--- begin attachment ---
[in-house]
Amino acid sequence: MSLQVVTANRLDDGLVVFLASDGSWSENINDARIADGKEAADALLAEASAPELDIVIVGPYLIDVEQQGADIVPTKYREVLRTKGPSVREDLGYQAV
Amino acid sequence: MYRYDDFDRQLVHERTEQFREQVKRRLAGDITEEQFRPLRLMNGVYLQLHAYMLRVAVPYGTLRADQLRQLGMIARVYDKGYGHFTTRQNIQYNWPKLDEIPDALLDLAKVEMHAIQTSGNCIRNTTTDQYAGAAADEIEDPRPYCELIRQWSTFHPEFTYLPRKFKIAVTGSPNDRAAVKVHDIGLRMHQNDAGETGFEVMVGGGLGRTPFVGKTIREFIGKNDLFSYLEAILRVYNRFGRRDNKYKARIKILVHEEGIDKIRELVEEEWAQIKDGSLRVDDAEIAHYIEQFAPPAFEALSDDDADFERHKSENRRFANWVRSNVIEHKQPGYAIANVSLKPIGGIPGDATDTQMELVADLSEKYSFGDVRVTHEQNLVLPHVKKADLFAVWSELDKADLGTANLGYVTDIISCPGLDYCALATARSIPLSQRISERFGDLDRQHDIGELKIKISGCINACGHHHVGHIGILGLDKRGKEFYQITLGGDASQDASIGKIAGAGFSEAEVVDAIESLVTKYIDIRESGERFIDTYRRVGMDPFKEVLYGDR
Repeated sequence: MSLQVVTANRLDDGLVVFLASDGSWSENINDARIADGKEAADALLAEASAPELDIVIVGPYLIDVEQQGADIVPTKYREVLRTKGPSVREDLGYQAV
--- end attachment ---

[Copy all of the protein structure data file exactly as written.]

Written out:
[in-house]
Amino acid sequence: MSLQVVTANRLDDGLVVFLASDGSWSENINDARIADGKEAADALLAEASAPELDIVIVGPYLIDVEQQGADIVPTKYREVLRTKGPSVREDLGYQAV
Amino acid sequence: MYRYDDFDRQLVHERTEQFREQVKRRLAGDITEEQFRPLRLMNGVYLQLHAYMLRVAVPYGTLRADQLRQLGMIARVYDKGYGHFTTRQNIQYNWPKLDEIPDALLDLAKVEMHAIQTSGNCIRNTTTDQYAGAAADEIEDPRPYCELIRQWSTFHPEFTYLPRKFKIAVTGSPNDRAAVKVHDIGLRMHQNDAGETGFEVMVGGGLGRTPFVGKTIREFIGKNDLFSYLEAILRVYNRFGRRDNKYKARIKILVHEEGIDKIRELVEEEWAQIKDGSLRVDDAEIAHYIEQFAPPAFEALSDDDADFERHKSENRRFANWVRSNVIEHKQPGYAIANVSLKPIGGIPGDATDTQMELVADLSEKYSFGDVRVTHEQNLVLPHVKKADLFAVWSELDKADLGTANLGYVTDIISCPGLDYCALATARSIPLSQRISERFGDLDRQHDIGELKIKISGCINACGHHHVGHIGILGLDKRGKEFYQITLGGDASQDASIGKIAGAGFSEAEVVDAIESLVTKYIDIRESGERFIDTYRRVGMDPFKEVLYGDR
Repeated sequence: MSLQVVTANRLDDGLVVFLASDGSWSENINDARIADGKEAADALLAEASAPELDIVIVGPYLIDVEQQGADIVPTKYREVLRTKGPSVREDLGYQAV